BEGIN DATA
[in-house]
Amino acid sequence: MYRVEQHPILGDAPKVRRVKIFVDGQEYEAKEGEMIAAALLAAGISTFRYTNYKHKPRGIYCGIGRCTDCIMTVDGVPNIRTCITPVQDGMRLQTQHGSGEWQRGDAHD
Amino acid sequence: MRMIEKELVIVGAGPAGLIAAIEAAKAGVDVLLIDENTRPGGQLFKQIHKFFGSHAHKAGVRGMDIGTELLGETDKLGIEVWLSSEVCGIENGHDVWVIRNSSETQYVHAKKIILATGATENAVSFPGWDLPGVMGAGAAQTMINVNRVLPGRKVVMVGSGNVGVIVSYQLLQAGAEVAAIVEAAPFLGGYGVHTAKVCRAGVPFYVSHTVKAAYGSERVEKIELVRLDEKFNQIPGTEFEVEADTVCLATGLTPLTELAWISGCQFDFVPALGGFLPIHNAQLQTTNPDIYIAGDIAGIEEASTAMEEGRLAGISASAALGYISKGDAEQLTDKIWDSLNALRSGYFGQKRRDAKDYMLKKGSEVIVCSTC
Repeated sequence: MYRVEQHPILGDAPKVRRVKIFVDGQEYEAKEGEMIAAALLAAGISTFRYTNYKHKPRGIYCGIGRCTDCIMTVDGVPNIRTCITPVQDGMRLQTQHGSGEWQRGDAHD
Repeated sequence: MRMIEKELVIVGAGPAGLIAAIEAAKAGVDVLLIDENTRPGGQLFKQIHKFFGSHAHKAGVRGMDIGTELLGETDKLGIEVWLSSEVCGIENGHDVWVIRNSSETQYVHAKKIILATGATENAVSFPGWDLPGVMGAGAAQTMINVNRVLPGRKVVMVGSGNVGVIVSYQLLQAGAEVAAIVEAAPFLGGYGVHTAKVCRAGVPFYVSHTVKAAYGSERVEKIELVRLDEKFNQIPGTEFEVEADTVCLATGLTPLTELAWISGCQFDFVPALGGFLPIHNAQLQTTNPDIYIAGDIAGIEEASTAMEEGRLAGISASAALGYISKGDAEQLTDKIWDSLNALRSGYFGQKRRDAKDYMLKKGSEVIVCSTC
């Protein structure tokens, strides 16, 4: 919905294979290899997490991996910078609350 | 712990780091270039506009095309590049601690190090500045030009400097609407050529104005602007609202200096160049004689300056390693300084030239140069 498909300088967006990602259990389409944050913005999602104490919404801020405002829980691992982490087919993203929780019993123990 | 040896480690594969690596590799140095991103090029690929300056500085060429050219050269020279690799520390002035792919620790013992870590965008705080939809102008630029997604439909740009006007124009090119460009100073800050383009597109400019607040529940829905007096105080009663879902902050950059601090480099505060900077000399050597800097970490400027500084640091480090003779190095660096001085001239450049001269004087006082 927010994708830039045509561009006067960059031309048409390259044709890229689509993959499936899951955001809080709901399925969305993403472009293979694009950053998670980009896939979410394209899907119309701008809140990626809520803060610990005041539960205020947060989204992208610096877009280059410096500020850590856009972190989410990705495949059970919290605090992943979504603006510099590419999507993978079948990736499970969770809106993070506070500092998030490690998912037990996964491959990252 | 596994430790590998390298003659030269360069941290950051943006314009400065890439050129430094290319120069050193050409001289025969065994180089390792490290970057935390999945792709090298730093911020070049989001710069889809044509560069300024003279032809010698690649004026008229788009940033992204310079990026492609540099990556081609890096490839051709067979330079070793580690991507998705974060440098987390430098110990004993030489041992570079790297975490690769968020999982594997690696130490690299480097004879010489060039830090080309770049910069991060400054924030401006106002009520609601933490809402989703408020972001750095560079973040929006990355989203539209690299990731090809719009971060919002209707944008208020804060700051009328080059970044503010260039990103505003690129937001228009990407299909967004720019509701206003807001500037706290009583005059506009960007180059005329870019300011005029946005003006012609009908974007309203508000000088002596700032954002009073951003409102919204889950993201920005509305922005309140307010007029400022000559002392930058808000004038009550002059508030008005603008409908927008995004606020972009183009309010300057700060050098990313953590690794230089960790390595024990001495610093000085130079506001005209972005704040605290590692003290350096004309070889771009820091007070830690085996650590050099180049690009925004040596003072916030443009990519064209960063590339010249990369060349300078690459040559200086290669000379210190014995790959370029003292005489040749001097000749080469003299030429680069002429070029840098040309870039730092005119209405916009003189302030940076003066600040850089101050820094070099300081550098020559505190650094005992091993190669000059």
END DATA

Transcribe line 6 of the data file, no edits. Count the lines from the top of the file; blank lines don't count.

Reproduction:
């Protein structure tokens, strides 16, 4: 919905294979290899997490991996910078609350 | 712990780091270039506009095309590049601690190090500045030009400097609407050529104005602007609202200096160049004689300056390693300084030239140069 498909300088967006990602259990389409944050913005999602104490919404801020405002829980691992982490087919993203929780019993123990 | 040896480690594969690596590799140095991103090029690929300056500085060429050219050269020279690799520390002035792919620790013992870590965008705080939809102008630029997604439909740009006007124009090119460009100073800050383009597109400019607040529940829905007096105080009663879902902050950059601090480099505060900077000399050597800097970490400027500084640091480090003779190095660096001085001239450049001269004087006082 927010994708830039045509561009006067960059031309048409390259044709890229689509993959499936899951955001809080709901399925969305993403472009293979694009950053998670980009896939979410394209899907119309701008809140990626809520803060610990005041539960205020947060989204992208610096877009280059410096500020850590856009972190989410990705495949059970919290605090992943979504603006510099590419999507993978079948990736499970969770809106993070506070500092998030490690998912037990996964491959990252 | 596994430790590998390298003659030269360069941290950051943006314009400065890439050129430094290319120069050193050409001289025969065994180089390792490290970057935390999945792709090298730093911020070049989001710069889809044509560069300024003279032809010698690649004026008229788009940033992204310079990026492609540099990556081609890096490839051709067979330079070793580690991507998705974060440098987390430098110990004993030489041992570079790297975490690769968020999982594997690696130490690299480097004879010489060039830090080309770049910069991060400054924030401006106002009520609601933490809402989703408020972001750095560079973040929006990355989203539209690299990731090809719009971060919002209707944008208020804060700051009328080059970044503010260039990103505003690129937001228009990407299909967004720019509701206003807001500037706290009583005059506009960007180059005329870019300011005029946005003006012609009908974007309203508000000088002596700032954002009073951003409102919204889950993201920005509305922005309140307010007029400022000559002392930058808000004038009550002059508030008005603008409908927008995004606020972009183009309010300057700060050098990313953590690794230089960790390595024990001495610093000085130079506001005209972005704040605290590692003290350096004309070889771009820091007070830690085996650590050099180049690009925004040596003072916030443009990519064209960063590339010249990369060349300078690459040559200086290669000379210190014995790959370029003292005489040749001097000749080469003299030429680069002429070029840098040309870039730092005119209405916009003189302030940076003066600040850089101050820094070099300081550098020559505190650094005992091993190669000059």